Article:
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History of Broadcasting for Remote Aboriginal Communities Scheme (BRACS)
BRACS

BRACS is a network of community broadcast stations. Each BRACS unit costs between $30 000 and $40 000.

Twenty-two of the designated BRACS installations located in the Top End of the Northern Territory are under the following regional councils:

Jabiru Nhulunbuy Katherine
Nguiu Ramingining Bulman
Pularumpi Milingimbi Beswick
Milikapiti Gapuwiyak Barunga
Minjilang Galiwinku Ngukurr
Warrawi Yirrkala Daguragu
Oenpelli Umbakumba Numbulwar
Maningrida Angurugu Lajamanu
Peppiminarti    
Pulumpa    
Wadeye    


Prior to the launch of the Aussat satellite in 1985, there were no mainstream television or radio re-transmission services available in Aboriginal or Torres Strait Island communities.

With the coming of the satellite launch in 1985, it heightened concerns by the community of the impact mainstream television and radio services would have on their culture.

In response to these concerns, the Government at the time, set up a task force chaired by Eric Wilmot, head of Department of Aboriginal Affairs (DAA), to investigate the media needs of the Aboriginal and Torres Strait Island people.

From his investigations came the report, Out of Silent Lands, published in 1984. The report recommended that basic satellite receiving and re-transmission equipment be installed into 80 Aboriginal and Torres Strait Island communities throughout Australia, the project came to be referred to as Broadcasting for Remote Aboriginal Communities Scheme (BRACS).

What was achieved
Initially the recommendations from the DAA report, were to spend approximately $250 000 per site on both radio and video equipment, this was later reduced to approximately $30 000 per site. For this, each community would receive a basic broadcast facility fitted out with domestic and semi professional equipment.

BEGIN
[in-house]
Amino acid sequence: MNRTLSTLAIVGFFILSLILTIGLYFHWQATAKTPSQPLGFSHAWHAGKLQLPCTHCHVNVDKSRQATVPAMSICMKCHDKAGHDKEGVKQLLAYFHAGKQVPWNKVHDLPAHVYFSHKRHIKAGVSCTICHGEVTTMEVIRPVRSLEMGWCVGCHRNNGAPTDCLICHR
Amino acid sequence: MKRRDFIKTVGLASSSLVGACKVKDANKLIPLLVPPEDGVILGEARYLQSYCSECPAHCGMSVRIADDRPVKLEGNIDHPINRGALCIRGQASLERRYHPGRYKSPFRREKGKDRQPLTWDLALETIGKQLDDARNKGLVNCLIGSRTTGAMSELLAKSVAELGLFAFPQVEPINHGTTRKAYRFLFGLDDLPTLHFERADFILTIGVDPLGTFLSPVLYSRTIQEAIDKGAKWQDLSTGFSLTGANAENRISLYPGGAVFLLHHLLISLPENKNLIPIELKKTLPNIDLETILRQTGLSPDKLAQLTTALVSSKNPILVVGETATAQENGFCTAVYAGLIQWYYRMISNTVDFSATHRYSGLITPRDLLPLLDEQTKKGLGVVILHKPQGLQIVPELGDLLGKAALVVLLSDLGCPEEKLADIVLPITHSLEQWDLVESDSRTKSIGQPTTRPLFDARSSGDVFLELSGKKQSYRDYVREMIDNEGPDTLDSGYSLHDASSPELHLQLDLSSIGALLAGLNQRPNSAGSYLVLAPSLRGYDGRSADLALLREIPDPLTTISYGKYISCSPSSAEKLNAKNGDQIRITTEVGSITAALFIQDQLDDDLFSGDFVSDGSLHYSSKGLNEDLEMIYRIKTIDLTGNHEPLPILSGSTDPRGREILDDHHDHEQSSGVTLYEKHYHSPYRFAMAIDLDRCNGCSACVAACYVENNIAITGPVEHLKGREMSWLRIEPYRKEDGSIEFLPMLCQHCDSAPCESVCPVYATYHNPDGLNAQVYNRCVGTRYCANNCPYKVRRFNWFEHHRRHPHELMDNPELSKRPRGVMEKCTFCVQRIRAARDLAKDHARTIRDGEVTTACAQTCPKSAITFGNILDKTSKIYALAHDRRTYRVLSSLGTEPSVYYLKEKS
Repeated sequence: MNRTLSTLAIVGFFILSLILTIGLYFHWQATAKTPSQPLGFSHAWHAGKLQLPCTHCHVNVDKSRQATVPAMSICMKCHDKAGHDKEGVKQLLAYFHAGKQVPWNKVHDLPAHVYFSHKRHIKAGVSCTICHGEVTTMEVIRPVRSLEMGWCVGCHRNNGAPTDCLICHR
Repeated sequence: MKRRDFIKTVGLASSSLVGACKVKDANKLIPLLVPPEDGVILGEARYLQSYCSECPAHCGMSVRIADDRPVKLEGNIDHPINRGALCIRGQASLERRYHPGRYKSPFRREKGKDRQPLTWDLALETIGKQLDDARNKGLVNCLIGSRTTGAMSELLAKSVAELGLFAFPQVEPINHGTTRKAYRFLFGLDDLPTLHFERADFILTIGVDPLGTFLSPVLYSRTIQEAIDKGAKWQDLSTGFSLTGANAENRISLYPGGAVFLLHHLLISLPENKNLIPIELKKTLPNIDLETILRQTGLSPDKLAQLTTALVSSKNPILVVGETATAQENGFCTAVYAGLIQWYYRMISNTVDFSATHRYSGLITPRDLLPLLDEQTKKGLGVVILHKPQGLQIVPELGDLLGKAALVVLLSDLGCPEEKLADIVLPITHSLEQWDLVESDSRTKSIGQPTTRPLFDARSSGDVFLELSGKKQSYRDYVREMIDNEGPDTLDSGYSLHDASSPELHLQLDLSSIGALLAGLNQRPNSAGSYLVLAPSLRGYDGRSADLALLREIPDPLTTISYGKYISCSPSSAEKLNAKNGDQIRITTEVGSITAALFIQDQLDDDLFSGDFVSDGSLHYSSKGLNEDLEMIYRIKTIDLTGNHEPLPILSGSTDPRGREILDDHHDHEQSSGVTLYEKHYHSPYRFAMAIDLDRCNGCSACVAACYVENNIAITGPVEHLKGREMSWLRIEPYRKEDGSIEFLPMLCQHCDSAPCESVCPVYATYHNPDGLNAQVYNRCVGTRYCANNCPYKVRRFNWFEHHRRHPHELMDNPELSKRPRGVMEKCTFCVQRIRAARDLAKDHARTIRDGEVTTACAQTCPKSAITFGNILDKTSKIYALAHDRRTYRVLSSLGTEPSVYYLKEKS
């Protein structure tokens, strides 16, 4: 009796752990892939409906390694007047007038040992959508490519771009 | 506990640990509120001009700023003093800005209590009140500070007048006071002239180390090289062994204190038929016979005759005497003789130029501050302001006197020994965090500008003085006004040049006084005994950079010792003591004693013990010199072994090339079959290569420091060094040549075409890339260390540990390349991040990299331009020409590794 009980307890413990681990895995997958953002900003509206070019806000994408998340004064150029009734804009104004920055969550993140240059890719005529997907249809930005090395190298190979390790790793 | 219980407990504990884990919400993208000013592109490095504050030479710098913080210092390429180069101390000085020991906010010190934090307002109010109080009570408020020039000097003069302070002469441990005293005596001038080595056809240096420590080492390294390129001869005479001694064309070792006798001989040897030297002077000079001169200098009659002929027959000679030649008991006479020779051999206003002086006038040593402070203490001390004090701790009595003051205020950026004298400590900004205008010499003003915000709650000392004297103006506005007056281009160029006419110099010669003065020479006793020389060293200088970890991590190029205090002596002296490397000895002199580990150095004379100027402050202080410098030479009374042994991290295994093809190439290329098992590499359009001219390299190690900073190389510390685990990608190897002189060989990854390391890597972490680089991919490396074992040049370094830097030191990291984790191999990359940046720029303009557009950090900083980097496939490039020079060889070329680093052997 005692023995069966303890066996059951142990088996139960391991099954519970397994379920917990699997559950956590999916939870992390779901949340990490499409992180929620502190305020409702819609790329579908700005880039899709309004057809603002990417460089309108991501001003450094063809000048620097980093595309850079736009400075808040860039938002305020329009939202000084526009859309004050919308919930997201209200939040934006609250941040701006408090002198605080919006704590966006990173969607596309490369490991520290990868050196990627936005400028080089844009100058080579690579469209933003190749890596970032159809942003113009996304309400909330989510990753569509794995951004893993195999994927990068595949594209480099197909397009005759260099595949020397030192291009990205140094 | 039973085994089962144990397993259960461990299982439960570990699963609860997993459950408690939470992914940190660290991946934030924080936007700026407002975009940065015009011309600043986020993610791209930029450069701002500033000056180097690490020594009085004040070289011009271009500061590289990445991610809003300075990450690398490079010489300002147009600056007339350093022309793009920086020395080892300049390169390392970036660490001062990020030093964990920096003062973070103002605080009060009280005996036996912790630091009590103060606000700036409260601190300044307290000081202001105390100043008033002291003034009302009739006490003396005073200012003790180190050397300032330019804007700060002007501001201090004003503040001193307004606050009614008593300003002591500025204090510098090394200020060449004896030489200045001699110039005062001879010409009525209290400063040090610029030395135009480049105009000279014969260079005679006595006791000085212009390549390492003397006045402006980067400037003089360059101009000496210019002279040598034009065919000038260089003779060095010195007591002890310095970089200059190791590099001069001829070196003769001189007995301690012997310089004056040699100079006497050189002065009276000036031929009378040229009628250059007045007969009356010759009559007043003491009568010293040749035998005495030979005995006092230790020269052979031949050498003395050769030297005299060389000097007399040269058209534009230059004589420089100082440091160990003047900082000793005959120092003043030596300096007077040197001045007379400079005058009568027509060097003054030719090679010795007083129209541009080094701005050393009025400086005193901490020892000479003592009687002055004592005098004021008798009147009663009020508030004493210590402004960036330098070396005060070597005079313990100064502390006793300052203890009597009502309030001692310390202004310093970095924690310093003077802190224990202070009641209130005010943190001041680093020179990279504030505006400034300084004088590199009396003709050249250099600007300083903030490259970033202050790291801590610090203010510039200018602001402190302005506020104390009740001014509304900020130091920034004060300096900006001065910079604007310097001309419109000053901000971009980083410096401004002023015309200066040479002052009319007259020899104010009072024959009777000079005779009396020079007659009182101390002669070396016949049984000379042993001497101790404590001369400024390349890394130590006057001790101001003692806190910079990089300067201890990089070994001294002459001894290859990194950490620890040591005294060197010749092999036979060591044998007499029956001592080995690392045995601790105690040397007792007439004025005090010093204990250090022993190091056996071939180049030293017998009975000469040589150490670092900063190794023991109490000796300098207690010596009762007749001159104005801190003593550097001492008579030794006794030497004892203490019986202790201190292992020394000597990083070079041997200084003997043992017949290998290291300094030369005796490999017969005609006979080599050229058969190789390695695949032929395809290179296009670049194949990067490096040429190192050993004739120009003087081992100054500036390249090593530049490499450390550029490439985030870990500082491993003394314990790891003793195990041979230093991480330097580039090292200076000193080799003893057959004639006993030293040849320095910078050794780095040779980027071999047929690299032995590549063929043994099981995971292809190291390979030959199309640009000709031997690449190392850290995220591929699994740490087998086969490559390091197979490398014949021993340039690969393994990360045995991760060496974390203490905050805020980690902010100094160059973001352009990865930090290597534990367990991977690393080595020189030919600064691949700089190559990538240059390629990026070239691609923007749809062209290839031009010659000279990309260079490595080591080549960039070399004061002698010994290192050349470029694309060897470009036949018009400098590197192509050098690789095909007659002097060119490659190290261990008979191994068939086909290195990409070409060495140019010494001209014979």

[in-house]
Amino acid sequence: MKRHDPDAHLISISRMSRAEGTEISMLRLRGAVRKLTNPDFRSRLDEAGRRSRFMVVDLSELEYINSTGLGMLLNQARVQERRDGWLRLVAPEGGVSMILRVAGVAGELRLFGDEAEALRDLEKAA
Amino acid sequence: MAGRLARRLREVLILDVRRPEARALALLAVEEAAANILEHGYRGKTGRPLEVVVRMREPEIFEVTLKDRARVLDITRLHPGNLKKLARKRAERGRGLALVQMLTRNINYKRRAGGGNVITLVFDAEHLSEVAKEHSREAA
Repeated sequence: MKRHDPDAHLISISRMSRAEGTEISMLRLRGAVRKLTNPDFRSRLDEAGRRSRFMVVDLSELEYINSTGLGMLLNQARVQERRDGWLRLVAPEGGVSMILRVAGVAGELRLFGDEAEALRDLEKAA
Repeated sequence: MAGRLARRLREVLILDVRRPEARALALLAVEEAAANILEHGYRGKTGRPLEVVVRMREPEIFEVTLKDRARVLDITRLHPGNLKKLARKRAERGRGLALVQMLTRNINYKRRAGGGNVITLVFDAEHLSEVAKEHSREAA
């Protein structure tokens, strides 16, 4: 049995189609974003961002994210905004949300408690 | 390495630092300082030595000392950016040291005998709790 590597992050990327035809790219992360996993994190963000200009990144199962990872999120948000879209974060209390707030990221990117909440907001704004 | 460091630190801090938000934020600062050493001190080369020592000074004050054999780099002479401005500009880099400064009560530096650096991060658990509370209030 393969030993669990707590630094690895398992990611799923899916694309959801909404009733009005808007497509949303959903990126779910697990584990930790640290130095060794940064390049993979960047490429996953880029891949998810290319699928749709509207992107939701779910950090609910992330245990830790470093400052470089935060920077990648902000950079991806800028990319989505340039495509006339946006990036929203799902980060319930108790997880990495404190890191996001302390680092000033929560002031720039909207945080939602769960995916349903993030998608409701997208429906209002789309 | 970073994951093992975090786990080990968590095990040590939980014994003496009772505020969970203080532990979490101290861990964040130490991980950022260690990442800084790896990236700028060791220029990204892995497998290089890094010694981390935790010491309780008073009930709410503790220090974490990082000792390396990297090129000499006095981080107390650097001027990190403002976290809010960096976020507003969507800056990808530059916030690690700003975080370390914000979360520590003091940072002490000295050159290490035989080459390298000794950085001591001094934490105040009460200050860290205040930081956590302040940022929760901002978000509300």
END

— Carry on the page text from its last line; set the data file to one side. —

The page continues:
Each station would have the capacity to broadcast two FM radio services, the ABC and the Central Australian Aboriginal Media Association (CAAMA) service. Two UHF television services were also provided, broadcasting programs from ABC and IMPARJA, the Central Australian Aboriginal television service, part of CAAMA.

To address the concerns by the community of the impact mainstream television and radio services would have on their culture, switching facilities were provided that gave the ability to control undesirable material from being broadcast - the offending program, radio or video, could be switched off and local program inserted.

Equipment used
The original BRACS design comprised a wooden cabinet that housed all the radio and video replay and transmission equipment that included satellite receivers, UHF transmitter and FM transmitters. Located outside in close proximity to the BRACS room was a satellite dish and a nine metre guyed, pipe mast.

bracs system
Photo: Evan Wyatt. Courtesy: TEABBA

The transmission side generally consisted of two 20 watt, rack mounted FM transmitters, giving a range of approximately 15km and 2 watt UHF rack mounted television transmitters, this equipment was located in the rear of the consoles.

Each unit was fitted with a switching panel to select the desired radio or video program for broadcast, the radio side consisted of a dual cassette deck, tuner and stereo amplifier with monitor speakers, and a microphone mounted on a desk stand for local broadcasting.

The video equipment installed was of domestic quality and included:

  • 2 VHS video recorder/players
  • a television set that doubled as a monitor
  • a portable video camera for local production work. The camera could be connected to the switching panel, allowing live to air broadcasting.

Telecom (now Telstra), were contracted to manage the project and purchase and install the equipment. The first trial unit was installed at Jigalong, in the Pilbara. The last unit was installed in late 1991, with 80 units installed Australia wide. The final cost for this project was close to $3m.

Components of the original BRACS
Components of the original BRACS set-up. Photo: Evan Wyatt. Courtesy: TEABBA

BRACS sites were set up in the following areas:

  • Pilbara and Kimberley region of Western Australia
  • northern area of South Australia
  • throughout the Northern Territory
  • north Queensland
  • Torres Strait Islands.
Equipment interconnections
Equipment interconnections. Courtesy: TEABBA

Click here for more detail on how the BRACS network developed.

 

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